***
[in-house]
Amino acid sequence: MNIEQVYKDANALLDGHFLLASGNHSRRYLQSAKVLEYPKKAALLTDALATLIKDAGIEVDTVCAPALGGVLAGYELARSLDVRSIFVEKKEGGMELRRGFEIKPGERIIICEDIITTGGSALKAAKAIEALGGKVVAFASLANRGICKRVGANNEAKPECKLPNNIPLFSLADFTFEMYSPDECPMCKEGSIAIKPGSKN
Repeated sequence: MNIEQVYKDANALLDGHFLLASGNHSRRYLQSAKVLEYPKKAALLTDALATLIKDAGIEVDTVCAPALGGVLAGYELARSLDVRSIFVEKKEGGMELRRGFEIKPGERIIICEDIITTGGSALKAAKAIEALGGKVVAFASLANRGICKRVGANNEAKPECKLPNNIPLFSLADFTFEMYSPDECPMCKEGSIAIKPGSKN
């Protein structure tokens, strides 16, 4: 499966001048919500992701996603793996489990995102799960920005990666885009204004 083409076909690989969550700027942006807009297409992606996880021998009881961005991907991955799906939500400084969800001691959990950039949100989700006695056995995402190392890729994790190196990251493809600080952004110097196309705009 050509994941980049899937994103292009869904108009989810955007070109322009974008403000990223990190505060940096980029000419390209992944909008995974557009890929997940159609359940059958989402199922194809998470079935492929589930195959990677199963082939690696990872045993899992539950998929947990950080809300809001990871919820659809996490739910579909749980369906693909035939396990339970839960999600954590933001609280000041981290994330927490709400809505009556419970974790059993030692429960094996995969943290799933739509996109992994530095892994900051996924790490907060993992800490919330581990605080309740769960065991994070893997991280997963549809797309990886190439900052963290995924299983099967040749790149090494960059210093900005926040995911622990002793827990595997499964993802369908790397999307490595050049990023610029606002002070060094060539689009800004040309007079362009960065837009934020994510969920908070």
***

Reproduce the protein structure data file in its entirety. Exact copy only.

[in-house]
Amino acid sequence: MNIEQVYKDANALLDGHFLLASGNHSRRYLQSAKVLEYPKKAALLTDALATLIKDAGIEVDTVCAPALGGVLAGYELARSLDVRSIFVEKKEGGMELRRGFEIKPGERIIICEDIITTGGSALKAAKAIEALGGKVVAFASLANRGICKRVGANNEAKPECKLPNNIPLFSLADFTFEMYSPDECPMCKEGSIAIKPGSKN
Repeated sequence: MNIEQVYKDANALLDGHFLLASGNHSRRYLQSAKVLEYPKKAALLTDALATLIKDAGIEVDTVCAPALGGVLAGYELARSLDVRSIFVEKKEGGMELRRGFEIKPGERIIICEDIITTGGSALKAAKAIEALGGKVVAFASLANRGICKRVGANNEAKPECKLPNNIPLFSLADFTFEMYSPDECPMCKEGSIAIKPGSKN
């Protein structure tokens, strides 16, 4: 499966001048919500992701996603793996489990995102799960920005990666885009204004 083409076909690989969550700027942006807009297409992606996880021998009881961005991907991955799906939500400084969800001691959990950039949100989700006695056995995402190392890729994790190196990251493809600080952004110097196309705009 050509994941980049899937994103292009869904108009989810955007070109322009974008403000990223990190505060940096980029000419390209992944909008995974557009890929997940159609359940059958989402199922194809998470079935492929589930195959990677199963082939690696990872045993899992539950998929947990950080809300809001990871919820659809996490739910579909749980369906693909035939396990339970839960999600954590933001609280000041981290994330927490709400809505009556419970974790059993030692429960094996995969943290799933739509996109992994530095892994900051996924790490907060993992800490919330581990605080309740769960065991994070893997991280997963549809797309990886190439900052963290995924299983099967040749790149090494960059210093900005926040995911622990002793827990595997499964993802369908790397999307490595050049990023610029606002002070060094060539689009800004040309007079362009960065837009934020994510969920908070």